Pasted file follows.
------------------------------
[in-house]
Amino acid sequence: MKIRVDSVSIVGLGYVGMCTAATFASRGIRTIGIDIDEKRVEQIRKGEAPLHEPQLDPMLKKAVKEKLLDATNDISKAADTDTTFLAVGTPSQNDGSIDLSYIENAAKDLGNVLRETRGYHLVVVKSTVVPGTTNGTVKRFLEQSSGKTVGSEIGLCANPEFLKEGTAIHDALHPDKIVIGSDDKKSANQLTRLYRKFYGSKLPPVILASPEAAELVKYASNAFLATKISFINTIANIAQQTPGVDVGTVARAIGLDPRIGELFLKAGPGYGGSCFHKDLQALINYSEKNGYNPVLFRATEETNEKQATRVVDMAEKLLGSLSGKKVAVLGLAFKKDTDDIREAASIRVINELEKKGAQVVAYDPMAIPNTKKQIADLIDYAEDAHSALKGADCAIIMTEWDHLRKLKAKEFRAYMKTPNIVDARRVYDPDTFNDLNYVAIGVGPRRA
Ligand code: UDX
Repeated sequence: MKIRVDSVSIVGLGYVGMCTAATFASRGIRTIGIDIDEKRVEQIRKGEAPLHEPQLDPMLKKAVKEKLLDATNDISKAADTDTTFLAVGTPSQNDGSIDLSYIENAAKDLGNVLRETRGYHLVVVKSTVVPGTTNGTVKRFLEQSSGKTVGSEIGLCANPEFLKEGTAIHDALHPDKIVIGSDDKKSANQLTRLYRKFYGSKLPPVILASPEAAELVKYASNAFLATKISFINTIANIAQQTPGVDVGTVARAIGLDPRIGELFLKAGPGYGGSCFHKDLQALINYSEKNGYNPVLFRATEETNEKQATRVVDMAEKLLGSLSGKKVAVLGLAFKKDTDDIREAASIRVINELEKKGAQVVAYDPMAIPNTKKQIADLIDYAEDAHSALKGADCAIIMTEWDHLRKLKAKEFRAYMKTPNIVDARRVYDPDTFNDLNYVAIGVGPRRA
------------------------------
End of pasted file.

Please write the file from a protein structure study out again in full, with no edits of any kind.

[in-house]
Amino acid sequence: MKIRVDSVSIVGLGYVGMCTAATFASRGIRTIGIDIDEKRVEQIRKGEAPLHEPQLDPMLKKAVKEKLLDATNDISKAADTDTTFLAVGTPSQNDGSIDLSYIENAAKDLGNVLRETRGYHLVVVKSTVVPGTTNGTVKRFLEQSSGKTVGSEIGLCANPEFLKEGTAIHDALHPDKIVIGSDDKKSANQLTRLYRKFYGSKLPPVILASPEAAELVKYASNAFLATKISFINTIANIAQQTPGVDVGTVARAIGLDPRIGELFLKAGPGYGGSCFHKDLQALINYSEKNGYNPVLFRATEETNEKQATRVVDMAEKLLGSLSGKKVAVLGLAFKKDTDDIREAASIRVINELEKKGAQVVAYDPMAIPNTKKQIADLIDYAEDAHSALKGADCAIIMTEWDHLRKLKAKEFRAYMKTPNIVDARRVYDPDTFNDLNYVAIGVGPRRA
Ligand code: UDX
Repeated sequence: MKIRVDSVSIVGLGYVGMCTAATFASRGIRTIGIDIDEKRVEQIRKGEAPLHEPQLDPMLKKAVKEKLLDATNDISKAADTDTTFLAVGTPSQNDGSIDLSYIENAAKDLGNVLRETRGYHLVVVKSTVVPGTTNGTVKRFLEQSSGKTVGSEIGLCANPEFLKEGTAIHDALHPDKIVIGSDDKKSANQLTRLYRKFYGSKLPPVILASPEAAELVKYASNAFLATKISFINTIANIAQQTPGVDVGTVARAIGLDPRIGELFLKAGPGYGGSCFHKDLQALINYSEKNGYNPVLFRATEETNEKQATRVVDMAEKLLGSLSGKKVAVLGLAFKKDTDDIREAASIRVINELEKKGAQVVAYDPMAIPNTKKQIADLIDYAEDAHSALKGADCAIIMTEWDHLRKLKAKEFRAYMKTPNIVDARRVYDPDTFNDLNYVAIGVGPRRA